Professor of Chemistry
Ph.D. University of Minnesota, 1973
The primary focus of research in the Raucher group involves the use of computer modeling to assist in the design and evaluation of peptidic systems for both molecular recognition studies and for the synthesis of protein [beta]-turn mimetics. It is the group’s belief that careful computer modeling will prove to be a useful tool to assist in the design and evaluation for molecules for bioorganic studies. Long term goals include the design of systems for selective host-guest binding and selective transport, the design of membrane ion channels, and the design of systems for selective catalysis.
The first major area of research involves the design of systems for molecular recognition studies. The goal of the research is to design, synthesize and evaluate new peptidic macrocyclic systems for molecular recognition studies. The Raucher group’s approach involves preparation and evaluation of a general class of compounds, rather than a specific compound for a particular host-guest interaction. They have selected cyclic peptides with Cn symmetry that contain both naturally occurring [alpha]-amino acids and rigid aromatic spacers as candidates for these studies. Computer modeling is being used both to aid in design and selection of cyclic peptides and to predict host-guest interactions. Thus far, they have synthesized a number of macrocyclic peptides, that are being evaluating for their ability to act as host molecules.
The second major area of research involves the design of protein [beta]-turn mimetics- secondary structures in proteins and peptides that play major role in biochemical processes. The [beta]-turn is one of three main secondary structures found in proteins. Although a number of systems have been designed as [beta]-turn mimetic, the strategies reported thus far have significant drawbacks. The Raucher strategy involves the design and incorporation of a rigid spacer which mandates the appropriate vectors to force a peptide chain into a [beta]-turn conformation. They have selected a number of candidates for this spacer that could be prepared from naturally occurring [alpha]-amino acid. Again, they are using computer modeling to evaluate the best candidates for synthesis.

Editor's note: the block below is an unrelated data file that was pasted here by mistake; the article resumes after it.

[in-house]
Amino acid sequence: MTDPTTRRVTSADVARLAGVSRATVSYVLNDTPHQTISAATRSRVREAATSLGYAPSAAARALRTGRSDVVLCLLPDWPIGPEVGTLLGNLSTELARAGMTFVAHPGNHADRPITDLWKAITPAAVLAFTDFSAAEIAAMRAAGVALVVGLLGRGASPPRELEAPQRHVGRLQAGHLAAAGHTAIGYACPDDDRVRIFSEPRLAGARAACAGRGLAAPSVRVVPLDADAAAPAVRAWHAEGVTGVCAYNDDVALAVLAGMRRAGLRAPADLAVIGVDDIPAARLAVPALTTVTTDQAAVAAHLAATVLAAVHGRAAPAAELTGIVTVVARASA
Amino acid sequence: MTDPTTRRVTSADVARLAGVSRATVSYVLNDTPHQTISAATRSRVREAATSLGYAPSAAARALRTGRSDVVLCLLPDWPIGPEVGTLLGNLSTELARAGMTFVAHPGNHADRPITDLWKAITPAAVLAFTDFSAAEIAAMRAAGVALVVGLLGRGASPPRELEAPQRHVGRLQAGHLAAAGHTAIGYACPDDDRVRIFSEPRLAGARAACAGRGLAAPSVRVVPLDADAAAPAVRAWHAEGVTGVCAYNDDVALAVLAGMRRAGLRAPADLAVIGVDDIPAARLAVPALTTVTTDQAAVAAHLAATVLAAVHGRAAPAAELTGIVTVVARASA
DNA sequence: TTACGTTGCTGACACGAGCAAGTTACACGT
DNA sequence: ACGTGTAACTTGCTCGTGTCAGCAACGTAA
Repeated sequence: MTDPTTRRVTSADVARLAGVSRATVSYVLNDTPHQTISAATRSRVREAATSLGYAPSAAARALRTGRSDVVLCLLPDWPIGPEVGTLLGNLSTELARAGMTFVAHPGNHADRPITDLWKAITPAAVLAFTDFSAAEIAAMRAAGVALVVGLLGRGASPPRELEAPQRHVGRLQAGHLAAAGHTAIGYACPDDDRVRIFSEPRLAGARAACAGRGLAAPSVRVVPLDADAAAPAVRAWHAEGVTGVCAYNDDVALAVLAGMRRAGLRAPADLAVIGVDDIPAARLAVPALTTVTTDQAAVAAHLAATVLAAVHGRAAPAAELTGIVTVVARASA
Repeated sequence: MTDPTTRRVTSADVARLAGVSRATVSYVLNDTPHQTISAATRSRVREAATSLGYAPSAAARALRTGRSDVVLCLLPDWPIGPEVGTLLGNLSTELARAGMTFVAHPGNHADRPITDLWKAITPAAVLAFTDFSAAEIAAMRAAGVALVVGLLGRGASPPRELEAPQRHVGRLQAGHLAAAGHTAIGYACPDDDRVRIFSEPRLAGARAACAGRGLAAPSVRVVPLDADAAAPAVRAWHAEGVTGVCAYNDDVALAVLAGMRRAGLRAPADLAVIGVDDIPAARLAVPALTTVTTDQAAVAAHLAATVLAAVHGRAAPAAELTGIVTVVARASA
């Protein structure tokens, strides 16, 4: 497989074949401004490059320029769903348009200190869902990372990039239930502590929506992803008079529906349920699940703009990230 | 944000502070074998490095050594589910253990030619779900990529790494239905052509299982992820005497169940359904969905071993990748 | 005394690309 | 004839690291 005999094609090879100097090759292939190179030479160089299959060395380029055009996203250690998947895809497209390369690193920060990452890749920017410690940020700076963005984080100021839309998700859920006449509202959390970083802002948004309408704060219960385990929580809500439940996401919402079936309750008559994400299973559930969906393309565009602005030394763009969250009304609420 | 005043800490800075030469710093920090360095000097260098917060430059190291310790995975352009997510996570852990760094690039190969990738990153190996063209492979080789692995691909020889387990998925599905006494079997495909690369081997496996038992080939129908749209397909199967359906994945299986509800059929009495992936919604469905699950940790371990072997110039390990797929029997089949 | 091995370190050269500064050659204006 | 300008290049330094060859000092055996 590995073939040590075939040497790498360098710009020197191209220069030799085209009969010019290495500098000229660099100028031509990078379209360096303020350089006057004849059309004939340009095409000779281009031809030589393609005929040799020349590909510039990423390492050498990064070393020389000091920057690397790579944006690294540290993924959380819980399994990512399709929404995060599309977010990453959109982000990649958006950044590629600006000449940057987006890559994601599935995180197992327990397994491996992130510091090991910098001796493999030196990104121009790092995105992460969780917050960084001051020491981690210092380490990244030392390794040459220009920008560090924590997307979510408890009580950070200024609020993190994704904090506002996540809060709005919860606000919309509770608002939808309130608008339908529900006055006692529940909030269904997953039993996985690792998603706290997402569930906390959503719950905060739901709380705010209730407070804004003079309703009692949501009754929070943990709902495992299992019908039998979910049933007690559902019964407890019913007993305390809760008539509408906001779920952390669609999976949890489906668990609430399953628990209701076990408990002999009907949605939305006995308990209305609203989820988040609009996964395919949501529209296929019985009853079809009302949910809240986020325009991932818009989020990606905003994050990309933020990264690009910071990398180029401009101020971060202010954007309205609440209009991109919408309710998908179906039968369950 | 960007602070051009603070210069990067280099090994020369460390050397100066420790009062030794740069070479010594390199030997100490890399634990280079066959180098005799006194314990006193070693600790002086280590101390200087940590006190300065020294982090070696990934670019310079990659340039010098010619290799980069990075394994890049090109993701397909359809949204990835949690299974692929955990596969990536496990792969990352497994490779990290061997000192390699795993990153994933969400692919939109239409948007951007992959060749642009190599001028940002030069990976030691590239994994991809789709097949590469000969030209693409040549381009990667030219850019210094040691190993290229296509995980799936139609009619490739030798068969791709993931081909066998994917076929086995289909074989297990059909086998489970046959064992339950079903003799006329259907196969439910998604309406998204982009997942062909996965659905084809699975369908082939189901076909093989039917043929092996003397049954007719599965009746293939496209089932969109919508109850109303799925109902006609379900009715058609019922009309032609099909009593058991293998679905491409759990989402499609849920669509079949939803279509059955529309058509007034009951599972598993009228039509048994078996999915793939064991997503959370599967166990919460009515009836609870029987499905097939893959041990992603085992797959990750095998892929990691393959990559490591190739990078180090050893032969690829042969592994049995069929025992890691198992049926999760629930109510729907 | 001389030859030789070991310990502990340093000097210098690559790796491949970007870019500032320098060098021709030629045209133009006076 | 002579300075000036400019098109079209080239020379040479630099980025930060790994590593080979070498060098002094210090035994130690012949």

"1,1,1,3-Tetramethoxypropane," S. Raucher, Encyclopedia of Reagents for Organic Synthesis, L. A. Paquette, ed., John Wiley & Sons, VII, 4800 (1995).
"Ethyl 3,3-diethoxyacrylate," S. Raucher, Encyclopedia of Reagents for Organic Synthesis, L. A. Paquette, ed., John Wiley & Sons, IV, 2425 (1995).
"Preference for dG-to-dG DNA Interstrand Cross-Linking Agents: Importance of Minimal DNA Structural Reorganization in the Cross-Linking Reactions of Mechlorethamine, Cis-Platin, and Mitomycin C," P. B. Hopkins, J. T. Millard, J. Woo, M. F. Weidner, J. J. Kirchner, S. T. Sigurdsson, and S. Raucher, Tetrahedron, 47, 2475 (1991).
"Mechlorethamine Crosslinks Deoxyguanosine Residues at 5'-GNC Sequences in Duplex DNA Fragments," J. T. Millard, S. Raucher, and P. B. Hopkins, J. Am. Chem. Soc., 112, 3637 (1990).
"Determination of the DNA Crosslinking Sequence Specificity of Reductively Activated Mitomycin C at Single Base Resolution: Deoxyguanosine Residues at CpG are Crosslinked Preferentially," J. T. Millard, M. F. Wender, S. Raucher, and P. B. Hopkins, J. Am. Chem. Soc., 112, 3637 (1990).
National Cancer Institute Research Career Development Award
Alfred P. Sloan Foundation Fellow
Public Health Service Research Fellowship
National Science Foundation Graduate Fellowship